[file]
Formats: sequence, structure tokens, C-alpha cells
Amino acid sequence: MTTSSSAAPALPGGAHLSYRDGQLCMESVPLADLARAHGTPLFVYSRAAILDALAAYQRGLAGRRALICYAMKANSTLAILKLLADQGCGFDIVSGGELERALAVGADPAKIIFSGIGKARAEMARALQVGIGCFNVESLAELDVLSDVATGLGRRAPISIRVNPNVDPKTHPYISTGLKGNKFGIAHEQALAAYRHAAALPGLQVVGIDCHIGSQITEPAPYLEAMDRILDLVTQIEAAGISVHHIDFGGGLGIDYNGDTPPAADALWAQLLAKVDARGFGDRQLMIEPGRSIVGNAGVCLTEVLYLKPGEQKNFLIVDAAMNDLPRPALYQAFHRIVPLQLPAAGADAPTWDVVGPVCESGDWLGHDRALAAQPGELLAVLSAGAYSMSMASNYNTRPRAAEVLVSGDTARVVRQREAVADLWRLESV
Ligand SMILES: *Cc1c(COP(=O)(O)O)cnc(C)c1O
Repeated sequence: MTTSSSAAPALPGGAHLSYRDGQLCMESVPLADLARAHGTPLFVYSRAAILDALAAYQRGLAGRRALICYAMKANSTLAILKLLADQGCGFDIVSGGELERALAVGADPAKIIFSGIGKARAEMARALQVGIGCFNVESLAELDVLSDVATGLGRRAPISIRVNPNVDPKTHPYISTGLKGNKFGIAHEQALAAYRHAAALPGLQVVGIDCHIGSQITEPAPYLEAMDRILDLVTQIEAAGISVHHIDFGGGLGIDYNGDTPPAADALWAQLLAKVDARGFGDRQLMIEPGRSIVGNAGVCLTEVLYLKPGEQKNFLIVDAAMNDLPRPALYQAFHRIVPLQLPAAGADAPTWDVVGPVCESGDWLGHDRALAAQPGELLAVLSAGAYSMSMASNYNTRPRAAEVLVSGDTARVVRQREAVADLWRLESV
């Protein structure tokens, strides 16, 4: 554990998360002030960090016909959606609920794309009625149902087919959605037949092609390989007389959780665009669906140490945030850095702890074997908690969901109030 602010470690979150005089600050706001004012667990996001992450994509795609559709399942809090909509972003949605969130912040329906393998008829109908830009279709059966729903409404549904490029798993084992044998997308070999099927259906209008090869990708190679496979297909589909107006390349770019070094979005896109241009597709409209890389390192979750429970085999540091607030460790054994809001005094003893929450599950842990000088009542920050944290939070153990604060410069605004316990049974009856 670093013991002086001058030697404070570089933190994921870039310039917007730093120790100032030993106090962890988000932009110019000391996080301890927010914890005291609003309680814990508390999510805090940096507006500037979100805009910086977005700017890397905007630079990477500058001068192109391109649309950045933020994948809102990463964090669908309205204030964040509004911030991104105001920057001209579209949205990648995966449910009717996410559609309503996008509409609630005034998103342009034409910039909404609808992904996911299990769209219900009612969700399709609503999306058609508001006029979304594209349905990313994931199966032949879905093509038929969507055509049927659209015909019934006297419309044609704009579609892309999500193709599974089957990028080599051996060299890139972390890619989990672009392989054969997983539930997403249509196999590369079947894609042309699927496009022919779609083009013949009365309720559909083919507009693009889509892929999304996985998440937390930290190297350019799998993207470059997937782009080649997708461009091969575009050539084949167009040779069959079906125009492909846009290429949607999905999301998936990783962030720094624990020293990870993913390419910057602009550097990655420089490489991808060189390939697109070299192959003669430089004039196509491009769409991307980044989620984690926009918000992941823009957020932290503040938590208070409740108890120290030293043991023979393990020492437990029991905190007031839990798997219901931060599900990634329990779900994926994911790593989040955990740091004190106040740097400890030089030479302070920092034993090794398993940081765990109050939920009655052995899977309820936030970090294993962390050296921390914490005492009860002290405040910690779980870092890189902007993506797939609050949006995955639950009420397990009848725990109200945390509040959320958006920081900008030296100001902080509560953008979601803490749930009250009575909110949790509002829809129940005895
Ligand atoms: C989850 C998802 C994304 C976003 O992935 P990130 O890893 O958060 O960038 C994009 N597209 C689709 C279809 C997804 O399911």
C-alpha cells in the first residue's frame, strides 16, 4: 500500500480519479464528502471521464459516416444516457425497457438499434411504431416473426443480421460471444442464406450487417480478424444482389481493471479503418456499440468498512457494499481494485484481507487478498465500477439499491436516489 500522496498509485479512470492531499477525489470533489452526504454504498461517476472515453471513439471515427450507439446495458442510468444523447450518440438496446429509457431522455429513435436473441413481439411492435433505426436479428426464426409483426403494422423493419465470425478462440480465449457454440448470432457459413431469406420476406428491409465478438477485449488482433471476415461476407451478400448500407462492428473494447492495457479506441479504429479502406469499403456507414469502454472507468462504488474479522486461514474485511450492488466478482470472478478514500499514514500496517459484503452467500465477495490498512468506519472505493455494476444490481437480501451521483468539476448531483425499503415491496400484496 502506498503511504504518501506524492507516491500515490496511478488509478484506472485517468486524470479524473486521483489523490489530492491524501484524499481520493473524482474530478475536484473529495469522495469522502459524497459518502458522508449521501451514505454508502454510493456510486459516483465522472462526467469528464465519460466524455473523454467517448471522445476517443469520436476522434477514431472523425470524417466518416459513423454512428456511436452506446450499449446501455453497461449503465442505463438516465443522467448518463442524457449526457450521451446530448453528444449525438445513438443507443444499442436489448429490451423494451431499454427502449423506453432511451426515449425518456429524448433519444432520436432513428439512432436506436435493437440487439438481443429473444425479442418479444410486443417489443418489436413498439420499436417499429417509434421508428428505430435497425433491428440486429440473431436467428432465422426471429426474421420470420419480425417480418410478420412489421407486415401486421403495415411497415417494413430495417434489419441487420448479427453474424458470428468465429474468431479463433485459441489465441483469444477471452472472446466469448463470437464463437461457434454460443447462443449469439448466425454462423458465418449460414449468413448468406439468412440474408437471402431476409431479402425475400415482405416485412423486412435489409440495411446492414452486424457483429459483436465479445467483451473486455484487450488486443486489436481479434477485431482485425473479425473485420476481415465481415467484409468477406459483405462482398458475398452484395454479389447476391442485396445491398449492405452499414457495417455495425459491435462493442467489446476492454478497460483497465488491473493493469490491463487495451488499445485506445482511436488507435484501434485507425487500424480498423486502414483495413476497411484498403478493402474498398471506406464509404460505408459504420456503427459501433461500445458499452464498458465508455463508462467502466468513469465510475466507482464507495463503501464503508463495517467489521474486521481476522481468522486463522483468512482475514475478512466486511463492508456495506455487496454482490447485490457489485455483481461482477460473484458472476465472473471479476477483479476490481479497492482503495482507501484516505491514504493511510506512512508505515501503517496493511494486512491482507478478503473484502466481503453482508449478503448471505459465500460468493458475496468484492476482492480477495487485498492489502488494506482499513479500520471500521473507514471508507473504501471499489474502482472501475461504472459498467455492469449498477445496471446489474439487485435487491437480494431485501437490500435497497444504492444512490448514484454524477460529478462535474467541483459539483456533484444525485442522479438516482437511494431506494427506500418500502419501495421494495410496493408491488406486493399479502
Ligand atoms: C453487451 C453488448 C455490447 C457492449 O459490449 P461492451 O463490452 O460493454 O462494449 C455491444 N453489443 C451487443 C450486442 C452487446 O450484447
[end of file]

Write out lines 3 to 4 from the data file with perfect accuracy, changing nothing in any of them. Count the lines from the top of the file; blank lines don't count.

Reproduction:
Ligand SMILES: *Cc1c(COP(=O)(O)O)cnc(C)c1O
Repeated sequence: MTTSSSAAPALPGGAHLSYRDGQLCMESVPLADLARAHGTPLFVYSRAAILDALAAYQRGLAGRRALICYAMKANSTLAILKLLADQGCGFDIVSGGELERALAVGADPAKIIFSGIGKARAEMARALQVGIGCFNVESLAELDVLSDVATGLGRRAPISIRVNPNVDPKTHPYISTGLKGNKFGIAHEQALAAYRHAAALPGLQVVGIDCHIGSQITEPAPYLEAMDRILDLVTQIEAAGISVHHIDFGGGLGIDYNGDTPPAADALWAQLLAKVDARGFGDRQLMIEPGRSIVGNAGVCLTEVLYLKPGEQKNFLIVDAAMNDLPRPALYQAFHRIVPLQLPAAGADAPTWDVVGPVCESGDWLGHDRALAAQPGELLAVLSAGAYSMSMASNYNTRPRAAEVLVSGDTARVVRQREAVADLWRLESV